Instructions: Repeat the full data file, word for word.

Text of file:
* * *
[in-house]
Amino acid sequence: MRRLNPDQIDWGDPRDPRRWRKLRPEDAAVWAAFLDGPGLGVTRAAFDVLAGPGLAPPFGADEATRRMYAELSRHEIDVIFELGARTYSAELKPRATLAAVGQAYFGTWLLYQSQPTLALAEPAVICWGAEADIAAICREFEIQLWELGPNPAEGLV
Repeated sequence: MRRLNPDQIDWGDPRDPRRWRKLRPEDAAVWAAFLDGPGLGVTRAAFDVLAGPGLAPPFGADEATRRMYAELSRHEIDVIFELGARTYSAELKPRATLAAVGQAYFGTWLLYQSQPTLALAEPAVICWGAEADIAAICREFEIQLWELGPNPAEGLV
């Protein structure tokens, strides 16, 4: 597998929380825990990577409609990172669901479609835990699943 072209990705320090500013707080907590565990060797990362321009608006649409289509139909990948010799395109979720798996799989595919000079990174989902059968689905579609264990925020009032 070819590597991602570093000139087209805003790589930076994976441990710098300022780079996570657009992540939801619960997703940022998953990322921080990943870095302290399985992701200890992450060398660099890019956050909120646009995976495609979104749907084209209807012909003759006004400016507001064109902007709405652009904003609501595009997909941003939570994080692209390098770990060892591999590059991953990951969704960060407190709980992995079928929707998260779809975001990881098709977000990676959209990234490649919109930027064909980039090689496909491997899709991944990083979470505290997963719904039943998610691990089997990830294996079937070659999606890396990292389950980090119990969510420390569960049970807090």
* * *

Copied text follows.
[in-house]
Amino acid sequence: MRRLNPDQIDWGDPRDPRRWRKLRPEDAAVWAAFLDGPGLGVTRAAFDVLAGPGLAPPFGADEATRRMYAELSRHEIDVIFELGARTYSAELKPRATLAAVGQAYFGTWLLYQSQPTLALAEPAVICWGAEADIAAICREFEIQLWELGPNPAEGLV
Repeated sequence: MRRLNPDQIDWGDPRDPRRWRKLRPEDAAVWAAFLDGPGLGVTRAAFDVLAGPGLAPPFGADEATRRMYAELSRHEIDVIFELGARTYSAELKPRATLAAVGQAYFGTWLLYQSQPTLALAEPAVICWGAEADIAAICREFEIQLWELGPNPAEGLV
């Protein structure tokens, strides 16, 4: 597998929380825990990577409609990172669901479609835990699943 072209990705320090500013707080907590565990060797990362321009608006649409289509139909990948010799395109979720798996799989595919000079990174989902059968689905579609264990925020009032 070819590597991602570093000139087209805003790589930076994976441990710098300022780079996570657009992540939801619960997703940022998953990322921080990943870095302290399985992701200890992450060398660099890019956050909120646009995976495609979104749907084209209807012909003759006004400016507001064109902007709405652009904003609501595009997909941003939570994080692209390098770990060892591999590059991953990951969704960060407190709980992995079928929707998260779809975001990881098709977000990676959209990234490649919109930027064909980039090689496909491997899709991944990083979470505290997963719904039943998610691990089997990830294996079937070659999606890396990292389950980090119990969510420390569960049970807090």